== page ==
Please use this identifier to cite or link to this item:http://hdl.handle.net/20.500.12105/16068
Cancer awareness in older adults: Results from the Spanish Onco-barometer cross-sectional survey
Int J Nurs Stud. 2023 Apr;140:104466.
Background: About half of all cancers are diagnosed in adults older than 65, making them the age group at highest risk of developing this disease. Nurses from different specialties can support individuals and communities in the prevention and early detection of cancer and should be aware of the common knowledge gaps and perceived barriers among older adults. Objectives: The goal of the current research was to investigate personal characteristics, perceived barriers, and beliefs related to cancer awareness in older adults, with a special focus on perceptions about the influence of cancer risk factors, knowledge of cancer symptoms, and anticipated help-seeking. Design: Descriptive cross-sectional study. Participants: Participants were 1213 older adults (≥65 years old) from the representative national Onco-barometer survey conducted in 2020 in Spain. Methods: Questions on the perceived influence of cancer risk factors, knowledge of cancer symptoms, and the Spanish version of the Awareness and Beliefs about Cancer (ABC) questionnaire were administered in computer-assisted telephone interviews. Results: Knowledge of cancer risk factors and symptoms was strongly related to personal characteristics and was limited among males and older individuals. Respondents from lower socio-economic background recognized fewer cancer symptoms. Having personal or family history of cancer had opposite effects on cancer awareness: It was related to more accurate symptom knowledge but also to lower perceptions about the influence of risk factors and more delayed help-seeking. Anticipated help-seeking times were strongly influenced by perceived barriers to help-seeking and beliefs about cancer. Worry about wasting the doctor's time (48% increase, 95% CI [25%-75%]), about what the doctor might find (21% increase [3%-43%]) and not having enough time to go to the doctor (30% increase [5%-60%]) were related to more delayed help-seeking intentions. In contrast, beliefs that reflected higher perceived seriousness of a potential cancer diagnosis were related to shorter anticipated help-seeking times (19% decrease [5%-33%]). Conclusions: These results suggest that older adults could benefit from interventions informing them about how to reduce their cancer risk and addressing emotional barriers and beliefs associated with help-seeking delays. Nurses can contribute to educating this vulnerable group and are in a unique position to address some barriers to help-seeking. Study registration: Not registered.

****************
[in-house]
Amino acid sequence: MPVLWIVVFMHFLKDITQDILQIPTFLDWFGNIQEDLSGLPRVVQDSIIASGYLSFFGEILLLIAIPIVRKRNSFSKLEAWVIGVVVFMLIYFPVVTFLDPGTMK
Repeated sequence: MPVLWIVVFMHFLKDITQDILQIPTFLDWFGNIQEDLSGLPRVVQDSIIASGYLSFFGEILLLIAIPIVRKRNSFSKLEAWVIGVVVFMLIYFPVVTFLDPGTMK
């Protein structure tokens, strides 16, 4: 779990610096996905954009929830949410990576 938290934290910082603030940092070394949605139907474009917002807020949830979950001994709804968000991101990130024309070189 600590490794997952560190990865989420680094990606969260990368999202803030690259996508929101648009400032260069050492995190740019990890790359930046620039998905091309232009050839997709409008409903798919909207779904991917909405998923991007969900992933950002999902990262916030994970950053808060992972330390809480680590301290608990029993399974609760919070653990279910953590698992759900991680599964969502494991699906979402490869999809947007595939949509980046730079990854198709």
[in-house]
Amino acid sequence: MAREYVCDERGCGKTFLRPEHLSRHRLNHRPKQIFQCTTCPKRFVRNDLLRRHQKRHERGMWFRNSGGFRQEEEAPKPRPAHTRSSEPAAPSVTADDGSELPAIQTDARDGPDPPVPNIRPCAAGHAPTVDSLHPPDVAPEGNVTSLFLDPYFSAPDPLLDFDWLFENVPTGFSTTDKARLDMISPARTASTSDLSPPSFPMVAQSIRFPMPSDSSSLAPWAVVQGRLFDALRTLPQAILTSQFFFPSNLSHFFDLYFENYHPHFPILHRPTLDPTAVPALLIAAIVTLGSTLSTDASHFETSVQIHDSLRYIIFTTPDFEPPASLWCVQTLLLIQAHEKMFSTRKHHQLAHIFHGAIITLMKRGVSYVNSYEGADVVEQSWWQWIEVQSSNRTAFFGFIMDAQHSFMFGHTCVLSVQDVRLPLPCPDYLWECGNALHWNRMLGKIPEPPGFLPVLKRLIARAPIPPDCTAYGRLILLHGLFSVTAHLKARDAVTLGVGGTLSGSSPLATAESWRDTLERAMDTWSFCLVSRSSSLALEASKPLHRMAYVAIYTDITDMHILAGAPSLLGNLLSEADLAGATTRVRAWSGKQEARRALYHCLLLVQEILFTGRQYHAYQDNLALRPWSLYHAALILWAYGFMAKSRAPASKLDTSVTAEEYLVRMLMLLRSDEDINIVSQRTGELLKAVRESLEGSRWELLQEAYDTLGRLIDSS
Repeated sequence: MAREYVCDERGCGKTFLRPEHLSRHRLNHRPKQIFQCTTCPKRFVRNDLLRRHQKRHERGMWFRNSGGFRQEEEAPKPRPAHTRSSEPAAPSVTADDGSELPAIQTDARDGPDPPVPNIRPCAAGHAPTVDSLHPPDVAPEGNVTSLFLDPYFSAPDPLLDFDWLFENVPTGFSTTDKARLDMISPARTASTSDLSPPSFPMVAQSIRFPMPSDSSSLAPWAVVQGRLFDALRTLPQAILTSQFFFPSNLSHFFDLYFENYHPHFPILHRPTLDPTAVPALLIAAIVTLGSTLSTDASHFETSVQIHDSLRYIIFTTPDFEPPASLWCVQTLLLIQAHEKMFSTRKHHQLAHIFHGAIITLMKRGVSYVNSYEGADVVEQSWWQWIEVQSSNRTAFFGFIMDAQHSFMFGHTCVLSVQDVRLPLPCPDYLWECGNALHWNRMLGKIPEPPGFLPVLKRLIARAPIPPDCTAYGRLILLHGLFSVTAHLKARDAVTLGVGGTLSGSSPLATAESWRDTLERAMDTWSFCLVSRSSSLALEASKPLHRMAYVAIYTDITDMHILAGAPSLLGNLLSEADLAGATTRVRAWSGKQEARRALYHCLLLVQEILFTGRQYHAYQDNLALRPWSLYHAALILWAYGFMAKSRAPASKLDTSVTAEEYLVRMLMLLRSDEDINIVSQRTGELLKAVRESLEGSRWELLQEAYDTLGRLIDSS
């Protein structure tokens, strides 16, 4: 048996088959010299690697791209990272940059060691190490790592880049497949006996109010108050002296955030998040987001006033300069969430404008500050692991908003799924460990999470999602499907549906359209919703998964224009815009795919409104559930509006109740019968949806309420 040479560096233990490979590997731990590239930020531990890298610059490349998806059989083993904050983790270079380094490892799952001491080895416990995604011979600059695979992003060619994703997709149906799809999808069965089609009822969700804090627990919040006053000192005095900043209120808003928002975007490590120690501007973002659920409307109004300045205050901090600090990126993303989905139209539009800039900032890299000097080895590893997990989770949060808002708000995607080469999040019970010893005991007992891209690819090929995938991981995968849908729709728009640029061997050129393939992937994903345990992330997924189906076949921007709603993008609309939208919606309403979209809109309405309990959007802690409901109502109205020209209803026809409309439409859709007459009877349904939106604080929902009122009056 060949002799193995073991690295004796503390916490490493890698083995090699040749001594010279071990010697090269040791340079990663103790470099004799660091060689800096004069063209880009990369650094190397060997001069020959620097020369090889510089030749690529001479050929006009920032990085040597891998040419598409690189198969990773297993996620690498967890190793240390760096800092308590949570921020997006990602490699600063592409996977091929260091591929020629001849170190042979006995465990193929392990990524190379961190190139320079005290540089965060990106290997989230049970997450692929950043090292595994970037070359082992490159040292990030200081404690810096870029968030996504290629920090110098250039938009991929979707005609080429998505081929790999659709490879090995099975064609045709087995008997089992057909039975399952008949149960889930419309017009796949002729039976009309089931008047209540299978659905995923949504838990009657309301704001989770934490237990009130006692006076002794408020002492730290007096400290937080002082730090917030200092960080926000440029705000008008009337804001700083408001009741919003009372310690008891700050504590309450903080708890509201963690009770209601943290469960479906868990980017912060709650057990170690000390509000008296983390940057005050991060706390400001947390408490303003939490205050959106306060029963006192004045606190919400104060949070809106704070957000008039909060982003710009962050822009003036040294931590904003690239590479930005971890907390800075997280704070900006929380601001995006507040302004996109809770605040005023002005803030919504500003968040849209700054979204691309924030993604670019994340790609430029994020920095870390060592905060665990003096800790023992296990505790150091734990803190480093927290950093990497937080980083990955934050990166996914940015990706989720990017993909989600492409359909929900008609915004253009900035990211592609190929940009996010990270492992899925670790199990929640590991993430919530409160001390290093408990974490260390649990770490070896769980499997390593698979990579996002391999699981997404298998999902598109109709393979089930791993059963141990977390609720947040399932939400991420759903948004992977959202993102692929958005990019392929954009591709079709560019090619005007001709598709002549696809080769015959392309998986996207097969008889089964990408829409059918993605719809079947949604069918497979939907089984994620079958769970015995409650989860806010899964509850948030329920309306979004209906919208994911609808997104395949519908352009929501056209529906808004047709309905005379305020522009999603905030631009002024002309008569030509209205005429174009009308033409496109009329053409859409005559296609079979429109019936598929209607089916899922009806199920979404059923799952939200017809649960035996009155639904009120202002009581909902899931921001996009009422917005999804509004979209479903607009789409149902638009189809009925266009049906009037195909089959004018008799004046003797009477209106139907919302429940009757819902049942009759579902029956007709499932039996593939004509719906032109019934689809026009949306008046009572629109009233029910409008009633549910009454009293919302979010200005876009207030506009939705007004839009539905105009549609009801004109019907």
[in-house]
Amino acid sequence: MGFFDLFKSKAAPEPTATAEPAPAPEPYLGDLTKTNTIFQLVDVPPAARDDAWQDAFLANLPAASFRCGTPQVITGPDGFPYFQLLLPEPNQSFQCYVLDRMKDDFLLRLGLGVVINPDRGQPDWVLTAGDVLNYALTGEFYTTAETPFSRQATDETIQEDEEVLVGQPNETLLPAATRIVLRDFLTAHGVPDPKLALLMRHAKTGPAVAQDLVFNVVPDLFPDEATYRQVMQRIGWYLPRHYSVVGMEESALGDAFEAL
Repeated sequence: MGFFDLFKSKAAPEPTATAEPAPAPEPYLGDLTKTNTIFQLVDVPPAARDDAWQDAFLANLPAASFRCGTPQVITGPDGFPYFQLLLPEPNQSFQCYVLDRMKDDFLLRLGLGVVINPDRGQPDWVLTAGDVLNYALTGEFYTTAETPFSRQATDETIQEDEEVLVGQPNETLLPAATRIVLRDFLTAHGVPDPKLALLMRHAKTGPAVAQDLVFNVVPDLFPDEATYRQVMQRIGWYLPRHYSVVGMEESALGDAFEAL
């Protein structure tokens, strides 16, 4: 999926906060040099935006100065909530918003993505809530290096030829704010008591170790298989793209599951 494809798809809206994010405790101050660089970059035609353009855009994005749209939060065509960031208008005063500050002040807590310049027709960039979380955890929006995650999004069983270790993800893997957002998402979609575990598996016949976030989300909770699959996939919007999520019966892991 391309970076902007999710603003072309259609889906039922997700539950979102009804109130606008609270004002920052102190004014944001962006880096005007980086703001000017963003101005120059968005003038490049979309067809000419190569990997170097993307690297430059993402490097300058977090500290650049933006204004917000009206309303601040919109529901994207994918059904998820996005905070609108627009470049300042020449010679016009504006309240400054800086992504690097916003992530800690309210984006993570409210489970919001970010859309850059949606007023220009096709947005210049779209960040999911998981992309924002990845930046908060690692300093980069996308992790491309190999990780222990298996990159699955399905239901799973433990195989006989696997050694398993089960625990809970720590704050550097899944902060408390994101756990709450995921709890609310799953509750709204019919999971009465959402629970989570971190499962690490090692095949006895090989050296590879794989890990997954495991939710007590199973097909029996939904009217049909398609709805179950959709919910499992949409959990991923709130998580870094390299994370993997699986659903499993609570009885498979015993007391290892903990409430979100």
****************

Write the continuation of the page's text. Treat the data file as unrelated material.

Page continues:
Early Detection of Cancer | Neoplasms | Male | Humans | Aged | Cross-Sectional Studies | Health Knowledge, Attitudes, Practice | Anxiety | Patient Acceptance of Health Care
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